May 30, 2007 The sheer volume of literature produced with the aim of perfecting the golf swing could fill entire libraries, but the problem has always been how to successfully translate this information - or advice from a coach - into your own game. iTrainer Golf provides a solution through real-time analysis and swing correction. Using a Bluetooth module attached to the club, the sophisticated system uses 3D sensors to measure key aspects of your swing, compares them with an optimum swing profile and provides immediate feedback via a wireless headset.
Designed for both individuals and trainers, the system under development by Insight-sports.com utilizes a Sports Motion Capture Device (SMCD) that can be attached to the shaft of any club. The SMCD captures the swing dynamics in three dimensions via solid-state gyroscopes, magnetometers and accelerometers originally developed for aerospace navigation and missile guidance systems. This information is then fed back through a PDA which contains the swing analysis software and provides audio feedback to the wireless headset.
The user can input information to the device through simple movements of the club and a Voice Control Module provides hands-free control of the PDA software using voice commands.
The robust SMCD unit adds negligible weight to the club at just 80 grams, a critical feature aimed at ensuring that the club has the same "feel" once the device is removed. It runs on a rechargeable lithium ion battery that lasts for up to 8 hours of continuous use and training session data can also be uploaded to a PC for further analysis, including 3D modeling and swing animation which can be viewed from any angle. This analysis is produced from feedback on swing plane and body rotation and the system also predicts whether the ball will slice or hook by monitoring shaft rotation and estimating the club-face-angle at impact (although according to iTrainer's Chief Technology Officer & Founder Steve Sparrow the torque and flex of the club shaft has potential to marginally effect these readings). Impact with the ball is also analyzed through the vibration patterns the sensors receive. The system can even tell if you have hit the ground because this produces a different pattern to hitting a ball. When practicing "air-swings" the system will verify the quality of your swing and can accurately predict whether you would have made contact or not using information gathered on the orientation and motion of the club.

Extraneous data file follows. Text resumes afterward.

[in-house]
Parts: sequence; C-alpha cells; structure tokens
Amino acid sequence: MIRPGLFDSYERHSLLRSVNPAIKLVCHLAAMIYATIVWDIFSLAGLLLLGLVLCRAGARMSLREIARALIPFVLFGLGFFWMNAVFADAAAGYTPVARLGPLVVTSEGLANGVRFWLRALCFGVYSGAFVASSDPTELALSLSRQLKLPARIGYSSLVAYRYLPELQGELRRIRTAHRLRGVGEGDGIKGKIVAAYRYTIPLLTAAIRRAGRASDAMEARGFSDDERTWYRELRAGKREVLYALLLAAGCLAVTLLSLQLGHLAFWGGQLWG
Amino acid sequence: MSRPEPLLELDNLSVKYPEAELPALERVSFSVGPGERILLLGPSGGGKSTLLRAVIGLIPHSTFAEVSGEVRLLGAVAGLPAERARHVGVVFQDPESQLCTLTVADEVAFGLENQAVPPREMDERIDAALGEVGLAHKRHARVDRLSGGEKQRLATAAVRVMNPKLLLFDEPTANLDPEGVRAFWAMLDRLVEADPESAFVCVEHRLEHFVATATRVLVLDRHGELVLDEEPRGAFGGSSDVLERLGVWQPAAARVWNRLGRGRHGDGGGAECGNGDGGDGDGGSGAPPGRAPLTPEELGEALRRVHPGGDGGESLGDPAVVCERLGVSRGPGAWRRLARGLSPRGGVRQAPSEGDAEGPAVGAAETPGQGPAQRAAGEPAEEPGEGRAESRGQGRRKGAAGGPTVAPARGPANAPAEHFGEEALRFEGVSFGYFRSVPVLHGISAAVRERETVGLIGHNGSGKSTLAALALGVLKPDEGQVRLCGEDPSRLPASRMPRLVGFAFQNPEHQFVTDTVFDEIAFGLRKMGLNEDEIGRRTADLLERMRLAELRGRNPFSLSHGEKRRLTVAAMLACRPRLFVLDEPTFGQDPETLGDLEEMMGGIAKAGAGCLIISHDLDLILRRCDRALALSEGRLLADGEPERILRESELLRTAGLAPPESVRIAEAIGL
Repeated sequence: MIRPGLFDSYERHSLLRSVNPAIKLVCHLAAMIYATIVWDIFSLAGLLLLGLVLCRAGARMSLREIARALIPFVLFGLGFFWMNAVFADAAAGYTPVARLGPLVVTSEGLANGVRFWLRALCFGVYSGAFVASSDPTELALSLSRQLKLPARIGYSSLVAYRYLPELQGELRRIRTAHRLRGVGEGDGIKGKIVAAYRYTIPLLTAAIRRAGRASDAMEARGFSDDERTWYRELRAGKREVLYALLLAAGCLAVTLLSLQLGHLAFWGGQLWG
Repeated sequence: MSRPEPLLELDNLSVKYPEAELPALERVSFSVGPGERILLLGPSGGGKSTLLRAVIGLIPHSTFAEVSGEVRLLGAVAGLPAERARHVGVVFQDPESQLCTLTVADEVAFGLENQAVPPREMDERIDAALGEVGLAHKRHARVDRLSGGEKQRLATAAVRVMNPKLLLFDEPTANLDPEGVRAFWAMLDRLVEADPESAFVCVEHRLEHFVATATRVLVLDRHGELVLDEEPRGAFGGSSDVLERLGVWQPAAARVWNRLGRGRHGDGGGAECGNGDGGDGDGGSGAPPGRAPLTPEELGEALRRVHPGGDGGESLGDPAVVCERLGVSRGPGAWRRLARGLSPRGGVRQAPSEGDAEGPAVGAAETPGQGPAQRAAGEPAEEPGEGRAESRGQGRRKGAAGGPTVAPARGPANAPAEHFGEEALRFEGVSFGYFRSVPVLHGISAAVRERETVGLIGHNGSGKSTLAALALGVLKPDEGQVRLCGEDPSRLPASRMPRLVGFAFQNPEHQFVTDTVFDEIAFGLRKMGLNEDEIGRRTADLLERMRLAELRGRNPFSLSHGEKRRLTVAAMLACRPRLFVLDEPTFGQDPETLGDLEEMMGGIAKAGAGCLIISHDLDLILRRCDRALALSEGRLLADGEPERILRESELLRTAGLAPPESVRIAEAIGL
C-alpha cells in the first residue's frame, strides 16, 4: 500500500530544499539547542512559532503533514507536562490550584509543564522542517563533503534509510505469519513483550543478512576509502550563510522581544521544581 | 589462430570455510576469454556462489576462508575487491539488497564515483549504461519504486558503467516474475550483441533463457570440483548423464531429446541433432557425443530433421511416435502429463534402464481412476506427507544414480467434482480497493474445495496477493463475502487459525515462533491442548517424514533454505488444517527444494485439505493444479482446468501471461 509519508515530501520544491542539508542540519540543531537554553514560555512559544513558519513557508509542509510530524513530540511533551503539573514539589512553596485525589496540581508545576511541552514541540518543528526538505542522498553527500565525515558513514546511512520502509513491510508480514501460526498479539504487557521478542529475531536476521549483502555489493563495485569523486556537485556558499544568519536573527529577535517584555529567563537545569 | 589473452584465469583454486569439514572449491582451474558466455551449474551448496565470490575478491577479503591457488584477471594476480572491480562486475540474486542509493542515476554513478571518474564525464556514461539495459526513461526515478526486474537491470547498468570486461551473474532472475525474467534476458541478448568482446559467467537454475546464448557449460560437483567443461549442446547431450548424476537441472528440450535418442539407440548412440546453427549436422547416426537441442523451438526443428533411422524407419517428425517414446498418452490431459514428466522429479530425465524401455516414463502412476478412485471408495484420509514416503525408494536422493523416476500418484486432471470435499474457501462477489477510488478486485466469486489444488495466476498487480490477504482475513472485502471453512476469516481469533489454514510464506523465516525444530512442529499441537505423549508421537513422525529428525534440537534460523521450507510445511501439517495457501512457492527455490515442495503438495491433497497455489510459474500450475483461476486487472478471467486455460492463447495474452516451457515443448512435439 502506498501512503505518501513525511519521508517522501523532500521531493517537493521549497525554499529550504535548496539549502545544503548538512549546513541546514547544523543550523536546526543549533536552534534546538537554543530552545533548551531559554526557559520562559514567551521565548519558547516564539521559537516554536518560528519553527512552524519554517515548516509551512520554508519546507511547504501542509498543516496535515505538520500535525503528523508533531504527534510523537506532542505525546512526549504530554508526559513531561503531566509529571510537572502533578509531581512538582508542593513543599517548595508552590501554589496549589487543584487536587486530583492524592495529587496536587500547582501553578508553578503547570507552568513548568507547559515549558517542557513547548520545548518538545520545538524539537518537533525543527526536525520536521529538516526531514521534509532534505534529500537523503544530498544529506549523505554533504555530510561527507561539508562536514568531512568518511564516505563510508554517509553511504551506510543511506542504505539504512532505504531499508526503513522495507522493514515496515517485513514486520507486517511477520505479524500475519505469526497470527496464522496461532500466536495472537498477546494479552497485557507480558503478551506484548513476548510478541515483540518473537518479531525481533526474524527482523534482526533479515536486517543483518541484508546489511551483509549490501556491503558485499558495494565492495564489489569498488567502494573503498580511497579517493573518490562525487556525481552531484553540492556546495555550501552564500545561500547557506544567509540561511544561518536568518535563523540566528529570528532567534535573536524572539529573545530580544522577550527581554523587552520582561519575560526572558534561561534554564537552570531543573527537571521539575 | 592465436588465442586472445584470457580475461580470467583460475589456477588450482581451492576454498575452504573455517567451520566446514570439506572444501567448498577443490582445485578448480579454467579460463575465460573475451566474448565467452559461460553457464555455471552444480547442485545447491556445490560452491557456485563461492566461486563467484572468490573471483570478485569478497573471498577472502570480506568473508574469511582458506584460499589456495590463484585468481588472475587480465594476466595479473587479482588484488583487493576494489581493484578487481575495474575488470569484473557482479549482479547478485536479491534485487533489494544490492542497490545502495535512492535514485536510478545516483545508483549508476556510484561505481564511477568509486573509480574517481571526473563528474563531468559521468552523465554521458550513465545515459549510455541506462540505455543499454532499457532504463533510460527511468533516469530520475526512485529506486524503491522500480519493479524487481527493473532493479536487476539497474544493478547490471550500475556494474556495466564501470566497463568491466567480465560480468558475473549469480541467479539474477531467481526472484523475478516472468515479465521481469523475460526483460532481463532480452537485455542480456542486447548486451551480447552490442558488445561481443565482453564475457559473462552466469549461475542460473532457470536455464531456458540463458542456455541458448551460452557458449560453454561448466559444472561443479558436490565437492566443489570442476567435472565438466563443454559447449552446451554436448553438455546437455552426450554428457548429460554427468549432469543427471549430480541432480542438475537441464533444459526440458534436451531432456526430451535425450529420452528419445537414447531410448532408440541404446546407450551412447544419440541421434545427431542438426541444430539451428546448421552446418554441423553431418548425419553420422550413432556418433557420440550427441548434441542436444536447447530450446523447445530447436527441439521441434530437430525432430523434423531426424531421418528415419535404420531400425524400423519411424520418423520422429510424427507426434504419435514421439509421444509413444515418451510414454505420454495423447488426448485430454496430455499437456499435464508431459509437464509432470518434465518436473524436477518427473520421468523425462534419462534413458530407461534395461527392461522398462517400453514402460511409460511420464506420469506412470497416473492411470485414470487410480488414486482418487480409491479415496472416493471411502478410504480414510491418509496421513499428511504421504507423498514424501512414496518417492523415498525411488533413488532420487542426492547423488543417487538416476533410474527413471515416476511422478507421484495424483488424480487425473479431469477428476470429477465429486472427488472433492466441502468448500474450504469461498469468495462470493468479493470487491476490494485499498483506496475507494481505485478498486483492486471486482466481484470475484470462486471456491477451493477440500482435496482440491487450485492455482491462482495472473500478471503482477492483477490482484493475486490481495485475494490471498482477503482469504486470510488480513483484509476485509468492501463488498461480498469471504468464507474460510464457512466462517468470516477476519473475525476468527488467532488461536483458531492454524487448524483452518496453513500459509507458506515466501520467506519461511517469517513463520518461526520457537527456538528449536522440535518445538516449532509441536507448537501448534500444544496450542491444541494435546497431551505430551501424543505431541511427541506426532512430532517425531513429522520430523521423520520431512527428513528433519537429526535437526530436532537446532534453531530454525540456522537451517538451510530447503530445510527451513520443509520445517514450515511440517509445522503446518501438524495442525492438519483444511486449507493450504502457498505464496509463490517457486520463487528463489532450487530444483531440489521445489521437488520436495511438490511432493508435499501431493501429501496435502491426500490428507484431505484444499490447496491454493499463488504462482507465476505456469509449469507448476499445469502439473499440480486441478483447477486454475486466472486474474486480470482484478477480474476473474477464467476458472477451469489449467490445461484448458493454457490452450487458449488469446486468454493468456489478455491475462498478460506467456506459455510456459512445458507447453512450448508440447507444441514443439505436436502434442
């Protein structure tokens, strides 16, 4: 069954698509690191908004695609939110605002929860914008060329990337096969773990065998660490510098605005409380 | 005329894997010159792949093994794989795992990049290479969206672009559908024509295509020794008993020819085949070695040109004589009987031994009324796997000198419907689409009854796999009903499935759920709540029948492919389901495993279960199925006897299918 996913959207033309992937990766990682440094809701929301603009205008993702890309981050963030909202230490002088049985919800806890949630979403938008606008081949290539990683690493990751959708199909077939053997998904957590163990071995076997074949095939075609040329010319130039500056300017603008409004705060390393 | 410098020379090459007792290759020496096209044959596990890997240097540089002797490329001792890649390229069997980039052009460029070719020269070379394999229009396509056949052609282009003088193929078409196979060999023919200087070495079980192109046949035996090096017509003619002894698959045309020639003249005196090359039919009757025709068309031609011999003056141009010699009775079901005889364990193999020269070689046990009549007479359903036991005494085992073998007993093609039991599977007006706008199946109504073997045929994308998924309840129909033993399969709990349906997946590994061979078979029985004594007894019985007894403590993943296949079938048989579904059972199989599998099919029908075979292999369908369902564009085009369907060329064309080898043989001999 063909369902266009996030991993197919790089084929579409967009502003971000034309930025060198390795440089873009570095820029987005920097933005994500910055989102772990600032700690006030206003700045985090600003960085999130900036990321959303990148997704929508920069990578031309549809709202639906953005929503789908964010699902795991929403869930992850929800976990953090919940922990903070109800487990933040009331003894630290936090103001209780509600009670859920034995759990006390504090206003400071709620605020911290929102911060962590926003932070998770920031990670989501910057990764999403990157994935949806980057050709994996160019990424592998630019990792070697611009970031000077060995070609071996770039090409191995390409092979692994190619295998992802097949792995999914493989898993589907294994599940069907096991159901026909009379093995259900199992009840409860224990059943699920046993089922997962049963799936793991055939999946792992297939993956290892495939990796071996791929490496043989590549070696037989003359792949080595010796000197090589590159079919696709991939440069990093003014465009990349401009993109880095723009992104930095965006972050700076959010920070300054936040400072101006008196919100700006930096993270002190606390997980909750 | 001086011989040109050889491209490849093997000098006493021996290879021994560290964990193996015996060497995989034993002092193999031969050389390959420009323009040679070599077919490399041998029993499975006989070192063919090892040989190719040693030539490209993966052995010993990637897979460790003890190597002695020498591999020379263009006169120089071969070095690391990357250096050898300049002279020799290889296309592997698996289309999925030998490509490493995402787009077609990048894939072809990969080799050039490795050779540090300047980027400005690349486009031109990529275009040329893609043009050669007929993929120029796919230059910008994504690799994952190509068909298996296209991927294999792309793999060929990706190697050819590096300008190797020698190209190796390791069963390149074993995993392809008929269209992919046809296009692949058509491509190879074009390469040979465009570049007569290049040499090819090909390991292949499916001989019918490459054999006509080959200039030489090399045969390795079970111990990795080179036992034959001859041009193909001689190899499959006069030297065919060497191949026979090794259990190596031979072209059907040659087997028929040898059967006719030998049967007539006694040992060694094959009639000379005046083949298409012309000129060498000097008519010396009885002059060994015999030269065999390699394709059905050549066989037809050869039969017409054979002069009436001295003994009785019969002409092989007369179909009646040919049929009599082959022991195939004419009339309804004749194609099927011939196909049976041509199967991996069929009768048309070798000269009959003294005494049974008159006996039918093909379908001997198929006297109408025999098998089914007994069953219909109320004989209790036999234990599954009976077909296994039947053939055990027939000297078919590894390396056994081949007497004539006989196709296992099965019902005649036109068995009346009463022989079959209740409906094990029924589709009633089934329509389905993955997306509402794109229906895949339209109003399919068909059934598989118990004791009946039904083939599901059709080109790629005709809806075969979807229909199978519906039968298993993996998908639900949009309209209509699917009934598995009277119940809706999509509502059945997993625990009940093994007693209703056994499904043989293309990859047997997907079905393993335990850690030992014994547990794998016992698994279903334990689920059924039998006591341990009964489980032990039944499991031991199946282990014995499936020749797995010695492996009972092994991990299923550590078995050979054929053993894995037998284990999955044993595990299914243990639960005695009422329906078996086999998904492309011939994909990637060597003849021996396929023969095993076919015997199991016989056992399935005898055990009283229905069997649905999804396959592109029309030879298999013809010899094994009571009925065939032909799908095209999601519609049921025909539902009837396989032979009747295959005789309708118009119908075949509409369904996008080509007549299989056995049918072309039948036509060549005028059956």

Other fundamental facets of golf such as sighting and alignment to the target can also be coached by the iTrainer.
As any golfer knows, there is more than one type of "optimium" swing depending on the age and skill of the player. To this end the iTrainer incorporates a wide range of swing profiles for recreational, amateur and professional golfers, making the device even more effective in the hands of a coach who knows your swing to begin with. Existing profiles can be altered and additional profiles can also be added.
The basic system can be expanded with the addition of up to eight sensors attached to key areas of the body - forehead, shoulders, base of the spine, elbows and knees - enabling a more sophisticated analysis of body orientation.
iTrainer point out that audio real-time feedback is proven as one of the most effective ways to improve technique, reinforce muscle memory and in turn bring down your handicap.
Others have made progress using the same principle of real-time feedback but to our knowledge this is the first interchangeable system developed for use on course with any club.
The potential for this device goes way beyond the golfing fairway - sports including tennis, baseball, archery, cricket, soccer and even lawn bowls could benefit from iTrainer's core technology in numerous ways.
The iTrainer is set for a market release early next year and the company is in the process of further developing the patent pending iTrainer on a global scale. Further information can be found at www.insight-sports.com.
"We are particularly keen to meet with potential OEM partners, and companies interested in licensing our technology," said Insight Sports' Marketing Director Steve Corbin.Share
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